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People v. Jackiewicz





APPEAL from the Circuit Court of Macon County; the Hon. DONALD W. MORTHLAND, Judge, presiding.


Defendant, David M. Jackiewicz, appeals judgments of the circuit court of Macon County entered on August 12, 1980, convicting him of misdemeanor theft and sentencing him to 10 months' imprisonment with credit for 123 days served prior to sentence. His only claim of error is the trial court's denial of his motion to suppress certain items seized from the back of his automobile by a police officer acting without a warrant. Some of the items seized were shown at trial to have been the subject of the theft which occurred on April 13, 1980.

The testimony at the hearing to suppress was not substantially disputed. At about 2 a.m. the day of the theft, Decatur Police Officer Raymond Berneking was patrolling in a police car along Oakland Street when he saw an automobile drive out from behind the place of business of Hazelrigg's Automotive Sales and enter Oakland Street. The officer knew that: (1) the car was using the only approach to and exit from the premises; (2) the Hazelrigg business and other automobile dealers had been having trouble with thefts and vandalism on their premises; and (3) the business establishment was not open at the time. The area was mostly commercial. The officer had no warrant and had no knowledge as to whether an offense had been committed. He followed the vehicle a short distance and noticed that a passenger in the front seat kept looking in the back seat and at its floor and then made motions as if he were "putting something down there." The officer described the driver and passenger as appearing to be "jittery." After following for about four blocks, the officer stopped the vehicle. Upon shining his flashlight in the vehicle, the officer saw a narrow light fixture lying on the back seat. He then obtained permission to search the vehicle and seized the items in question.

As the search was conducted with permission, the sole issue is the propriety of the officer having stopped the vehicle. In Delaware v. Prouse (1979), 440 U.S. 648, 663, 59 L.Ed.2d 660, 673, 99 S.Ct. 1391, 1401, in overturning a conviction based on evidence seized when an automobile was stopped pursuant to a routine license checking practice, the United States Supreme Court distinguished that type of stop of an automobile from one which was made by an officer having an "at least articulable and reasonable suspicion that * * * either the vehicle or an occupant is otherwise subject to seizure for violation of law * * *." The opinion indicated that stopping a vehicle under the latter circumstances was permissible. The circumstances shown here justified Officer Berneking in having the type of "reasonable suspicion" described in Prouse and his testimony articulated that suspicion. The fact that the Decatur Police Department had a standard practice of making stops under these circumstances or even those where a suspicion existed that the occupants of a vehicle might be committing or have just committed a crime did not negate the existence of the officer's necessary state of mind on the occasion in question.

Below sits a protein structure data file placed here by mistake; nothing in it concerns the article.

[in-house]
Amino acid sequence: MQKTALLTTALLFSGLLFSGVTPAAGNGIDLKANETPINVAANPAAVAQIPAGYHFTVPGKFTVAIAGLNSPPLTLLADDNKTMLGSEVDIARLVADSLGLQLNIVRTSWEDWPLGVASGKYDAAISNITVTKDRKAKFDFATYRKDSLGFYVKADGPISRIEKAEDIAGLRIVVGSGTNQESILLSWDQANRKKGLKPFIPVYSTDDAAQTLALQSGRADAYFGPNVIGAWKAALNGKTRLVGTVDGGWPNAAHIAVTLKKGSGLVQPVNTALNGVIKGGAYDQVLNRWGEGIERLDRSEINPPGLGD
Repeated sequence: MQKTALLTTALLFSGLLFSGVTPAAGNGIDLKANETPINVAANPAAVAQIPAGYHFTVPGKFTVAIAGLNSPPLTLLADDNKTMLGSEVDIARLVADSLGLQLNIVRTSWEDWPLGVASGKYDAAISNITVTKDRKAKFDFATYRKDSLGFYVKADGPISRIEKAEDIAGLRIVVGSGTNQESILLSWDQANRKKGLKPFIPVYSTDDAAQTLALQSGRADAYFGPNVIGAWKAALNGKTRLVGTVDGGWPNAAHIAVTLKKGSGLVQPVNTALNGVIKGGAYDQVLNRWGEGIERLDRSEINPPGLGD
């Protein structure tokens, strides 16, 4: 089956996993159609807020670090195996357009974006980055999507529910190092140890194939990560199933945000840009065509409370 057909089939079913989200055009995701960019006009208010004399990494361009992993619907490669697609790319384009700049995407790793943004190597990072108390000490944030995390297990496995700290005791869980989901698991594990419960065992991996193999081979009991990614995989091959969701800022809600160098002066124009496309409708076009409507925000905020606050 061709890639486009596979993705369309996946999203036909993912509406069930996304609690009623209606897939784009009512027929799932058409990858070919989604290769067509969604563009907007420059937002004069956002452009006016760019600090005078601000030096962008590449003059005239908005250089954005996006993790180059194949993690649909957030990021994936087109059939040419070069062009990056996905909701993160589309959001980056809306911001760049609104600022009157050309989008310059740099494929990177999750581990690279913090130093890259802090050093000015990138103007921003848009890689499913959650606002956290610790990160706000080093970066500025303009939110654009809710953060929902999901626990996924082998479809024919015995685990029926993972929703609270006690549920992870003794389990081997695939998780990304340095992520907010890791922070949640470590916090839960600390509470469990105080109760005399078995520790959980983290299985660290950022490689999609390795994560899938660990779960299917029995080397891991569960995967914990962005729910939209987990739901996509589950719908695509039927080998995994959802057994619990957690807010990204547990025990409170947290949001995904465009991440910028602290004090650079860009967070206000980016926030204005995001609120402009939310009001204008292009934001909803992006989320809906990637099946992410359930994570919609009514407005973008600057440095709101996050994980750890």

The instant case differs from most of those cited by the parties and involving the stopping of vehicles. In People v. Fulton (1979), 68 Ill. App.3d 915, 386 N.E.2d 605, and People v. Hellemeyer (1975), 28 Ill. App.3d 491, 328 N.E.2d 626, stops were upheld where, unlike here, the officers making the stop knew that a crime had been committed. In People v. Tassone (1968), 41 Ill.2d 7, 241 N.E.2d 419, a police officer saw a man jump from an automobile and enter a truck which had been standing behind a motel for sometime. The officer knew that the keys to the truck had been left in its ignition. The subsequent stop of the truck was upheld. In People v. James (1976), 44 Ill. App.3d 300, 358 N.E.2d 88, and People v. Schlottman (1976), 37 Ill. App.3d 62, 344 N.E.2d 8, stops were deemed improper where officers had no reason to believe that vehicles traveling on the highway were engaged in criminal activity.

Most strongly relied upon by defendant and most resembling the case here was People v. Deppert (1980), 83 Ill. App.3d 375, 403 N.E.2d 1279, where the stop of a vehicle was held to have constituted an unreasonable seizure. The officer had been following a vehicle, lost sight of it and then saw it leaving a railroad yard at about 4:45 a.m. The yard was in an area where thefts had taken place. However, the essential difference between Deppert and the case before us is that, there, the officer knew the vehicle he was following had merely entered the yard and turned around. His observation of the vehicle had been sufficiently close that he knew the vehicle had not been in the yard long enough for the driver to have gotten out. The likelihood that the defendant's vehicle here had been behind the Hazelrigg main building on the Hazelrigg private property in a hidden position late at night and long enough for a theft to have taken place is the basis for the reasonableness of Officer Berneking's suspicions here.

The evidence fully supported the trial court's denial of the motion to suppress. We affirm.


WEBBER and LEWIS, JJ., concur.


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